Deepening LLDB Integration

A previous post covered the subject of the initial LLDB and Dylan integration.

While much of this post discusses what we did to improve Dylan integration, the overall techniques are broadly useful for many languages. In fact, if anyone is interested, I am available for consulting on this topic. Just email me.

Catching Up

In the previous post, we talked about changing the base representation from void* to uintptr_t to work around a bug in LLDB. This was, in part, due to our goal to try to have the integration work with the currently shipping version of LLDB.

Unfortunately, this work won't be completed and merged. In separate developments, it has emerged that it can be unsafe to treat a pointer as an integer when working with a garbage collector. The details of this are quite interesting, so out of an abundance of caution, we will not be going down this route.

Expanding Objects

We are able to use the "pointer depth" parameter to commands like expression and frame variable to show the "expanded" form of objects:

(lldb) frame variable -P 1 T15
(dylan_value) T15 = 0x017e8000 {<buffer>} {
  [buffer-next] = 0x00000001 {<integer>: 0}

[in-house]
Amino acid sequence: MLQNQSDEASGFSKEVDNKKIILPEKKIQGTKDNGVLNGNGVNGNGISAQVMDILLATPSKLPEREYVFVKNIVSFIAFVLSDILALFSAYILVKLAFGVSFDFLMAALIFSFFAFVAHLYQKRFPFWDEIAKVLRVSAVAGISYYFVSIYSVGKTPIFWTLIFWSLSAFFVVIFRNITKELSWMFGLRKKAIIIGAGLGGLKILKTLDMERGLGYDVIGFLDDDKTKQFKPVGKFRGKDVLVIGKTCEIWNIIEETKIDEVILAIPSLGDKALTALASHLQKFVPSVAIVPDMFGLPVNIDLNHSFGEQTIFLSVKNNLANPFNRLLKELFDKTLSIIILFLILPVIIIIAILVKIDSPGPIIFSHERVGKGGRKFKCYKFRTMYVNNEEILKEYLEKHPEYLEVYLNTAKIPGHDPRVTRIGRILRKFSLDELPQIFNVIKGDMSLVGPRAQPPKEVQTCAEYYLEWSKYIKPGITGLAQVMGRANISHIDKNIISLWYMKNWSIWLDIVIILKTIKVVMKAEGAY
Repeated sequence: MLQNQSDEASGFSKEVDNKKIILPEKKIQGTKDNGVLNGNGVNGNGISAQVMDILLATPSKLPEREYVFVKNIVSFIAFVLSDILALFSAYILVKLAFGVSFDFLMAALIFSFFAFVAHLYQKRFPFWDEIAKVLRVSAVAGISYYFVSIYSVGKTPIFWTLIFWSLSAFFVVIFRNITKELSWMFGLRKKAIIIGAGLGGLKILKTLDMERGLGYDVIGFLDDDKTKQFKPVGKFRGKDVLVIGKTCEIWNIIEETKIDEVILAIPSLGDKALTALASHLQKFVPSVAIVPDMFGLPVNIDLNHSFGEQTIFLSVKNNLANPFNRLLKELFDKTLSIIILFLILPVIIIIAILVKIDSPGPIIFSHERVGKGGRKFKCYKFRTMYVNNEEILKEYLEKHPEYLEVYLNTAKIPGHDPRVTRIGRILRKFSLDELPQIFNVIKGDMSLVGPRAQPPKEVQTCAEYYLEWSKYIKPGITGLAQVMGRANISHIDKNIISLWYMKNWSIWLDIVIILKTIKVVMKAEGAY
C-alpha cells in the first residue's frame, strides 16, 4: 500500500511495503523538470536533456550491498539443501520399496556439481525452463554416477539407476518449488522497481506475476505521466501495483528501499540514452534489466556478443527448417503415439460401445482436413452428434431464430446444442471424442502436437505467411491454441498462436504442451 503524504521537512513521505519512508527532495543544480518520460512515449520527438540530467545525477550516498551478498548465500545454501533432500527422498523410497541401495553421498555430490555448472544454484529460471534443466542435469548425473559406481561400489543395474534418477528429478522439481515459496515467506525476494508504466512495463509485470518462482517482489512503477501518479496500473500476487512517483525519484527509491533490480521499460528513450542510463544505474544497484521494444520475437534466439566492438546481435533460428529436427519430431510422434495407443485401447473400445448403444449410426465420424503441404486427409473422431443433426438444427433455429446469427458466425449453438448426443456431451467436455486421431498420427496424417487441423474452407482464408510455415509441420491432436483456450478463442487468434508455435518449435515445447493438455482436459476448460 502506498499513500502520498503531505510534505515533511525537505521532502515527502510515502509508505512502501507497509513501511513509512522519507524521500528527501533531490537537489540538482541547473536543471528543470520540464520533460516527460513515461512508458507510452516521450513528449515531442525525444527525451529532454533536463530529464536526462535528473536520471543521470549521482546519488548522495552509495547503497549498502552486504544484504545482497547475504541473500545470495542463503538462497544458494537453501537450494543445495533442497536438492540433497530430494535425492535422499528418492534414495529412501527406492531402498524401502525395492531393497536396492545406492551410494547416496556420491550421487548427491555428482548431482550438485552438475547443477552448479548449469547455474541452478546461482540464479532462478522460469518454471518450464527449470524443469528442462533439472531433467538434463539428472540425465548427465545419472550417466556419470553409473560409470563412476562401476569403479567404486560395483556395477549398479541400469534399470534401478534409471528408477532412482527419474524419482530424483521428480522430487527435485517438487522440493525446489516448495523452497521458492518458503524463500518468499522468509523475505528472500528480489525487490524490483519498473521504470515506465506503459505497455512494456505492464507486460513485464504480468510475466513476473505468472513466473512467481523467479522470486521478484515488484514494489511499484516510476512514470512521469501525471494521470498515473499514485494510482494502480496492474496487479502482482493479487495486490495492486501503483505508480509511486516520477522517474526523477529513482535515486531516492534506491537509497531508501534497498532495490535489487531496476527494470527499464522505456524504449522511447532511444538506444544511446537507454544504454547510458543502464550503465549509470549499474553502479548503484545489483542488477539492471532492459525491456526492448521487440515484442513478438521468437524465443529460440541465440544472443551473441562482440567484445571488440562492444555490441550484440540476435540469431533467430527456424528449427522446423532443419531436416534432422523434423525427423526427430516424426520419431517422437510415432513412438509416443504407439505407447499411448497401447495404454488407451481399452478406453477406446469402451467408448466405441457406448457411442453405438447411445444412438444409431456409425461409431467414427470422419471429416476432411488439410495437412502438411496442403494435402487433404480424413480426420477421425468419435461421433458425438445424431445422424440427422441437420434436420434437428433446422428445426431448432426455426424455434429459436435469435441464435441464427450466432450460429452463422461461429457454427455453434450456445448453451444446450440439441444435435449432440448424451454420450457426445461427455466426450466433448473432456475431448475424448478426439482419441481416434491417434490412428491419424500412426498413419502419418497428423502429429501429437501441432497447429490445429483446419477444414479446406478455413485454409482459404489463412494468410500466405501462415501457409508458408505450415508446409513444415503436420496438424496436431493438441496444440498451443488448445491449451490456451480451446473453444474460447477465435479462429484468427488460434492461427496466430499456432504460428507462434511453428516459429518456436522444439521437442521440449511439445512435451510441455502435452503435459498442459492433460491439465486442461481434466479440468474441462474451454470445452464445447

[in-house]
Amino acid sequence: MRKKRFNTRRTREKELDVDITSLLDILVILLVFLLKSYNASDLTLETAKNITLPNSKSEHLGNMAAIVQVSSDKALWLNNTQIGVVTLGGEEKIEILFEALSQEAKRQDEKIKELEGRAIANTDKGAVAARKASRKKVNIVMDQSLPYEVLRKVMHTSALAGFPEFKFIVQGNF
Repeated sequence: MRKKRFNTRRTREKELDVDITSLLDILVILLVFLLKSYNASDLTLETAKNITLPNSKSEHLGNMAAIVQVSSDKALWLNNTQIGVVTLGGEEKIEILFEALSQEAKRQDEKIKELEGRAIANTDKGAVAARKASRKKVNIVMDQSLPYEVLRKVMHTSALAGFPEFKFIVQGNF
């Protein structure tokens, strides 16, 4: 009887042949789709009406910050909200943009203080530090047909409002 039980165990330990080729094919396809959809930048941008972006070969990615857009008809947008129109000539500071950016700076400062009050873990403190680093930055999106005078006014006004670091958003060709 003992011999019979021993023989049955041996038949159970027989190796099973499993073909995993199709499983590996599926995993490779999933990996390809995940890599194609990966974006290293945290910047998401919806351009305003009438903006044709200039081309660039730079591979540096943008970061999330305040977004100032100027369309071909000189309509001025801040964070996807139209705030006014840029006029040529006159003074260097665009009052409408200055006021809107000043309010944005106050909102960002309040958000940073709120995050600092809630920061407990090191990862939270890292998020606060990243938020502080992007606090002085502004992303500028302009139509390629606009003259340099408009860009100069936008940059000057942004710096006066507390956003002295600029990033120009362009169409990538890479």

[buffer-end] = 0x00000001 {<integer>: 0}
  [buffer-position] = 0x00000001 {<integer>: 0 ...
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Integrating with LLDB

I spend a lot of time debugging Dylan code. Up until now, this has been a somewhat painful process when not using the IDE on Windows. (And I don't really use the IDE on Windows as it doesn't fit well into my workflow.) I finally reached the point where I decided that I wanted to improve our debugger integration.

Much of what is described below may be applicable to people working on debugging support for other languages.

Current State of Dylan Debugging

We have a debugger on Windows integrated with our IDE. This facility is not available on the other platforms that we support. There are many reasons for this:

  • The debug info that Open Dylan generates is only done on Windows.
  • The debugger code for interacting with the OS is only implemented for Windows.
  • The IDE itself is only available on Windows.

This means that debugging on Linux, FreeBSD and Mac OS X has traditionally been more challenging. We often resort to "printf debugging" and have some basic debug printing functions that can be invoked from the compiler so long as they don't crash. Debugging is really only effective with the C back-end as the HARP ...

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